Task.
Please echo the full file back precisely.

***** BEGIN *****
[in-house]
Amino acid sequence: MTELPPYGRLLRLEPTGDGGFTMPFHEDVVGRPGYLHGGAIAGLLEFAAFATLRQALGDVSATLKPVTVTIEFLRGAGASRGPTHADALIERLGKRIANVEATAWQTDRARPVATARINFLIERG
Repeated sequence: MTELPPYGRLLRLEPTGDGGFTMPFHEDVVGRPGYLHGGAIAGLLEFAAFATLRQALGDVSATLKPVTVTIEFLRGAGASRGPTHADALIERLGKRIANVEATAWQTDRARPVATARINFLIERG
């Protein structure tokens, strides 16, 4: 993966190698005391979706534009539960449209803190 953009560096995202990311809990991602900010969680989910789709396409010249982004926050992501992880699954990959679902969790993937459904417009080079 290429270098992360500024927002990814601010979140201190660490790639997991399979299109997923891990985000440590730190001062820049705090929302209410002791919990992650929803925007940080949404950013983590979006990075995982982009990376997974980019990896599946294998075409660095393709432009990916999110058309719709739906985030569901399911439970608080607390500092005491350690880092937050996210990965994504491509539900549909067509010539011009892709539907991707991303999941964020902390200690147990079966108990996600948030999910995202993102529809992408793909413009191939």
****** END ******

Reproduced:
[in-house]
Amino acid sequence: MTELPPYGRLLRLEPTGDGGFTMPFHEDVVGRPGYLHGGAIAGLLEFAAFATLRQALGDVSATLKPVTVTIEFLRGAGASRGPTHADALIERLGKRIANVEATAWQTDRARPVATARINFLIERG
Repeated sequence: MTELPPYGRLLRLEPTGDGGFTMPFHEDVVGRPGYLHGGAIAGLLEFAAFATLRQALGDVSATLKPVTVTIEFLRGAGASRGPTHADALIERLGKRIANVEATAWQTDRARPVATARINFLIERG
């Protein structure tokens, strides 16, 4: 993966190698005391979706534009539960449209803190 953009560096995202990311809990991602900010969680989910789709396409010249982004926050992501992880699954990959679902969790993937459904417009080079 290429270098992360500024927002990814601010979140201190660490790639997991399979299109997923891990985000440590730190001062820049705090929302209410002791919990992650929803925007940080949404950013983590979006990075995982982009990376997974980019990896599946294998075409660095393709432009990916999110058309719709739906985030569901399911439970608080607390500092005491350690880092937050996210990965994504491509539900549909067509010539011009892709539907991707991303999941964020902390200690147990079966108990996600948030999910995202993102529809992408793909413009191939």